The new rules are expected to have an impact across the board in an e-retail market India forecasts will be worth $200 billion by 2026
India’s Ministry of Consumer Affairs outlined plans on Monday which include limiting “flash sales” by online retailers, reining in a private label push, compelling them to appoint compliance officers and impose a “fall-back liability” if a seller is negligent.
The new rules are expected to have an impact across the board in an e-retail market India forecasts will be worth $200 billion by 2026, with players including from Tata’s BigBasket, Reliance Industries’ JioMart and Softbank-backed Snapdeal to market leaders Amazon and Flipkart.
The rules are the latest in a growing confrontation between U.S. tech giants and New Delhi over a host of policy-related issues which are seen by some as protectionist.
“The rules will have a wider impact on all forms of e-commerce and will increase business costs. Entities, even beyond big players, are analysing the policy and will share concerns with the government,” Arjun Sinha, a partner at Indian law firm AP & Partners, told Reuters.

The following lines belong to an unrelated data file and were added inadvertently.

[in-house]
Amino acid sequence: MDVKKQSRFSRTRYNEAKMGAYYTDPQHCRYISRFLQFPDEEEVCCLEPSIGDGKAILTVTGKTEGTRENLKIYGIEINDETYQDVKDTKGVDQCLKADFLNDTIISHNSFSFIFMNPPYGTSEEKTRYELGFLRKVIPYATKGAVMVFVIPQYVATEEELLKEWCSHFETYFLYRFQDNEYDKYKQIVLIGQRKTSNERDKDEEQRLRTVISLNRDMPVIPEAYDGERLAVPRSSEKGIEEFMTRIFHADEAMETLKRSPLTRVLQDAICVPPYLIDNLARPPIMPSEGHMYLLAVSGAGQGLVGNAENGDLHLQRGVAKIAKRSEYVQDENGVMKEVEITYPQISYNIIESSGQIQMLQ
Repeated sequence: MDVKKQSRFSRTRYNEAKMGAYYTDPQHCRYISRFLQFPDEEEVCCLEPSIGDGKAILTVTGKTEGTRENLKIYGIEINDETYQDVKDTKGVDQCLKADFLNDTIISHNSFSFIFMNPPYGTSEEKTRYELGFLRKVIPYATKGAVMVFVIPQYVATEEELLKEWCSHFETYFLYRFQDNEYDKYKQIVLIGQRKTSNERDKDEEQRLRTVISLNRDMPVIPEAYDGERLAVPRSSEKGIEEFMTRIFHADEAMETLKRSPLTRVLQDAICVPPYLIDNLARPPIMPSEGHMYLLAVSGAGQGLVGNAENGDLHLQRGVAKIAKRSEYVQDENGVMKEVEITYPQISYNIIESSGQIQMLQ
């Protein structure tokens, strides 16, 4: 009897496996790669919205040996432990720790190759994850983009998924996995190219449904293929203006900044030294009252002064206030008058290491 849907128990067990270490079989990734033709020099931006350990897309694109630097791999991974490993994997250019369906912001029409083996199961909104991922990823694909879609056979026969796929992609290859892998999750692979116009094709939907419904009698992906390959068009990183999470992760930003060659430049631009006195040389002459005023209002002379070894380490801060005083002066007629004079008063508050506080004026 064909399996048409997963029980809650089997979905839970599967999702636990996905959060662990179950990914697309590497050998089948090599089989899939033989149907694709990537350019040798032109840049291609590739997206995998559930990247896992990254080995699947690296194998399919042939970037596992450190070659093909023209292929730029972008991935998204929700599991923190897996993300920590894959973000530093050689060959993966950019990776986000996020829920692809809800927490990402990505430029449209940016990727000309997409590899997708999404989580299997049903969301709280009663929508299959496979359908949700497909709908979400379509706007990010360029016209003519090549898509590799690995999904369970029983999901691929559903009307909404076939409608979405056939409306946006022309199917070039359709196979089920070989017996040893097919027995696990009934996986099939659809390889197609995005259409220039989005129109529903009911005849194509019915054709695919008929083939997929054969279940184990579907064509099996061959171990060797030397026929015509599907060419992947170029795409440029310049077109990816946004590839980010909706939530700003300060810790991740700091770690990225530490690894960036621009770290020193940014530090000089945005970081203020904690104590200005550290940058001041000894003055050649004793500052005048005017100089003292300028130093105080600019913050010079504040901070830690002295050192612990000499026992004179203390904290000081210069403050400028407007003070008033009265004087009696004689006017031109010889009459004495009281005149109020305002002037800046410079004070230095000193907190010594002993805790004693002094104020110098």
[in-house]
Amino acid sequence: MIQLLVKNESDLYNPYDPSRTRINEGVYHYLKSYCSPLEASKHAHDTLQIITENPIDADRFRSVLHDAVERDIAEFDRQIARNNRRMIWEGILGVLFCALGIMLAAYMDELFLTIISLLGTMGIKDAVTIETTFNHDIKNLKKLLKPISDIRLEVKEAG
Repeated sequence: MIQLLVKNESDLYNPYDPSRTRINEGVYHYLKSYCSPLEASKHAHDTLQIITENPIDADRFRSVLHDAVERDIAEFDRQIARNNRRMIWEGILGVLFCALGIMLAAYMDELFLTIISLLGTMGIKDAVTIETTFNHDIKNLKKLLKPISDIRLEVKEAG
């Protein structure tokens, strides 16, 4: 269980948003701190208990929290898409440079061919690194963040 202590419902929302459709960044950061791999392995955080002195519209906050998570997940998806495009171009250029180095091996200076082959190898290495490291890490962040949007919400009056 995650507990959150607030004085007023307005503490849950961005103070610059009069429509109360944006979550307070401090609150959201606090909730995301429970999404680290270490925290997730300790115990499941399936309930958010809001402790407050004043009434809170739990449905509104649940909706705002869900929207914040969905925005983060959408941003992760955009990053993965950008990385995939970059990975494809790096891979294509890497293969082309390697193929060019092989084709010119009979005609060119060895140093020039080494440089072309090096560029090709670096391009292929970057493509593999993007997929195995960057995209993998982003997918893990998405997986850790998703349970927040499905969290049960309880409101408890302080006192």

The companies have until July 6 to respond to the proposals, after which time they may be reviewed further or implemented.
Snapdeal said it was reviewing the rules. BigBasket declined to comment. Reliance did not respond to a request for comment.
One aspect of the proposed new rules which is likely to have a particular impact is one which gives the customer “suggestions of alternatives to ensure a fair opportunity for domestic goods” if a retailer is showing imported goods for sale.